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Stakeholders in Health Informatics
Payers are essential for any healthcare system since they are not only the main consumers but also the facilitators of the health activities (Ravi et al. 201). They have to be informed about the details of services provided in order to create the necessary awareness and ensure that there will be no complaints. In case of Pierce County ACH, providers often keep the statistics related to the similar quality of the services out of reach of the payers (PCACH 38). According to this concept, the payers blindly subscribe to a program and waste money without knowing the real price of the services . For the effective operation of the system, other skateholders should make sure this information gap is removed and the clients are provided with the realible data.
Community-Based Groups and Organizations
The Pierce County is divided into different support and regulatory groups, such as Opioid, Care Coordination Advisory, Value-based Payment, Workforce Development, HIT/HIE and Quality and Continuous Improvement (QCI) Workgroups (PCACH 41). These community-based organizations help initiate and sustain the concept of healthcare management and information in society. Their role as described by the county authorities enshrines that they have access to critical information about the providers, referral channels, and all the specific services that can be granted to the members of community (PCACH 38). The information is necessary in order to help the users who consult the groups access the services available to them easily and more effectively. However, in most cases, these needs are not met as the community groups are often disorganized and suffer from the lack of the appropriate supportive framework and information. Taking into account such gaps, the community-based groups in the society are counterproductive when meeting their healthcare management mandate.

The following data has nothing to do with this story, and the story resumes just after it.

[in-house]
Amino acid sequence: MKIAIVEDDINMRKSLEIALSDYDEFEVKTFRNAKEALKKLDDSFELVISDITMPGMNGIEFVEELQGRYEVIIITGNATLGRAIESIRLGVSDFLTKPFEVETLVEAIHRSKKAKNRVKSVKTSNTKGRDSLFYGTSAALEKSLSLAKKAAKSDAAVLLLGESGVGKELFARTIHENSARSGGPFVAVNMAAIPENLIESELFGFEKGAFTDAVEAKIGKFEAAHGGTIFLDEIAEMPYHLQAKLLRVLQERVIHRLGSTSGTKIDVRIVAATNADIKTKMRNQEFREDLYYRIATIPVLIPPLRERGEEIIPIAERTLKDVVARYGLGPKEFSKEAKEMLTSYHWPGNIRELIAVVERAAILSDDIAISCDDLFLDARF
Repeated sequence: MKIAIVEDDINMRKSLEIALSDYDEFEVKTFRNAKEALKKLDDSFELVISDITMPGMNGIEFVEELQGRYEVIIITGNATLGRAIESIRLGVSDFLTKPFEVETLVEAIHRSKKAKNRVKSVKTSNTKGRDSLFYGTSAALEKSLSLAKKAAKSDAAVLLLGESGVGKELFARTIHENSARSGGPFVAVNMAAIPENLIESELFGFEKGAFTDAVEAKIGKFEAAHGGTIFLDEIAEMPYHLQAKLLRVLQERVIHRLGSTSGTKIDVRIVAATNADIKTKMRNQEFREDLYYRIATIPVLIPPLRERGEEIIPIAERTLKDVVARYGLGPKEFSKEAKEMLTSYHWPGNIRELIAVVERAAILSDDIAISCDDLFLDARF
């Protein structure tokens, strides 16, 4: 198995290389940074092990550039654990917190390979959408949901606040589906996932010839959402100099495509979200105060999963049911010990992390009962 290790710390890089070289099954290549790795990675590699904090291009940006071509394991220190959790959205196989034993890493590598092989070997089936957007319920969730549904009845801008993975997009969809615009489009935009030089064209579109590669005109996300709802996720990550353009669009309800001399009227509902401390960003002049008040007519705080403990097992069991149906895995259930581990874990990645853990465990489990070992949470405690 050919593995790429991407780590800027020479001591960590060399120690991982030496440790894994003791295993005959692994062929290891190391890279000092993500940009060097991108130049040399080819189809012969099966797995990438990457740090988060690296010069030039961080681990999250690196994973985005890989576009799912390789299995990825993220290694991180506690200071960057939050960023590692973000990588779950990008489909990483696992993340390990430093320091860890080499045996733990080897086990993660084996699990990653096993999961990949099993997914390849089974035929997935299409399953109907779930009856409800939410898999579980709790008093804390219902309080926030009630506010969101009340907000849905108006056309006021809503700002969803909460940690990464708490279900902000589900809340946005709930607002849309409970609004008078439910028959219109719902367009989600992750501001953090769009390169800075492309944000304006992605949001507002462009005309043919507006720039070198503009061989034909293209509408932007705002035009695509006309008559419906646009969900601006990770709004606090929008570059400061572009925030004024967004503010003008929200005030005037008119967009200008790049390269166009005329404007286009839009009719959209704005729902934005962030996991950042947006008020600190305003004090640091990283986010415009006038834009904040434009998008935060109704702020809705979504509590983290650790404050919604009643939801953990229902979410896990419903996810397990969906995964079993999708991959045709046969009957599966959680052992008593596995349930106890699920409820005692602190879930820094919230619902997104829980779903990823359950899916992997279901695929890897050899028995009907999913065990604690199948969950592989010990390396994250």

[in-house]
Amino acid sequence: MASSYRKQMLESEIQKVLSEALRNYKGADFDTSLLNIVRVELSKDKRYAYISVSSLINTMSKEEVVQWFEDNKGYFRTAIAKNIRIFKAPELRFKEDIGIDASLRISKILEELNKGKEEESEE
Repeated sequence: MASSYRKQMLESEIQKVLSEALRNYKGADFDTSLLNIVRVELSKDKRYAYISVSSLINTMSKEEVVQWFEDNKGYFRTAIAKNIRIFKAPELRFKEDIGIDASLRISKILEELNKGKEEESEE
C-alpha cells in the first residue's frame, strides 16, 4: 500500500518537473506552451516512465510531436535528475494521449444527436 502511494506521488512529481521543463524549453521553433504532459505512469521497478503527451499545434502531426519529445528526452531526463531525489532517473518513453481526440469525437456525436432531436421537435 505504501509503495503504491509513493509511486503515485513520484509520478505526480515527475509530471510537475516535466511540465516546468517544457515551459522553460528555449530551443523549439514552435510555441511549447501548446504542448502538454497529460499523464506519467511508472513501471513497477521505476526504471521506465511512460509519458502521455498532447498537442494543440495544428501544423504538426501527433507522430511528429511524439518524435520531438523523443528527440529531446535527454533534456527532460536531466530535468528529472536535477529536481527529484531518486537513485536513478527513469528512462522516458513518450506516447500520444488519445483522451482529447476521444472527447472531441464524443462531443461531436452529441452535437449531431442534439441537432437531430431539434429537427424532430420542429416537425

Community Leaders, Councils, and Boards of Trustees
Pierce County ACH is a community-based organization composed of the following bodies: Board of Trustees, Community Voice Council, Provider Integration Plan, Regional Heath Improvement Plan Council and Data, and Learning Team which perform some spefic functions and have relevant responsibilities (PCACH 41). All these stakeholders ensure the specific interventions and have been established to eliminate the existing barriers as well as regulate the current policy and carry out the analysis of the existing data and its application, so that the healthcare in the county is improved, health equity is increased, and the overall raise in effectiveness of services is ensured. In order for their duties to be effectively fulfilled, they have to collect the available data from the service providers and transfer it to the community members in a way acceptable and convenient to them and through the communication channels that are suitable for different members and groups in the society. In order to receive information about the community groups, and analyse it for the purposes of determining demands of the county members and groups, they have to receive data from the caregivers and service providers. There are existing gaps in the data access for the community leaders, i.e. the systems used by the service providers may be unfamiliar and there is no way to improve the awareness.
The local government, including county executive, county council, and senator, plays an important role in the overall operation of PCACH, that is why it is considered one of the major stakeholders (PCACH 54). The governmental structures are used to improve and control stewardship and transparency in the services provision, as well as to ensure that the core governance principles of the federal and state bodies are implemented in the county. Data necessary for the government agencies has to include the professional statistics of the providers and their employees, as well as the assessment and inspection data received from the relevant institutions (PCACH 38). However, a lot of information about necessary requirements to compliance with the set guidelines is not available to most of the agencies, and this often means that they carry out evaluation on quality, which appears to be ineffective (Ravi et al. 199). This makes healthcare providers think that the governmental agencies are focused on keeping them out of business, and, therefore, tend to conceal essential details.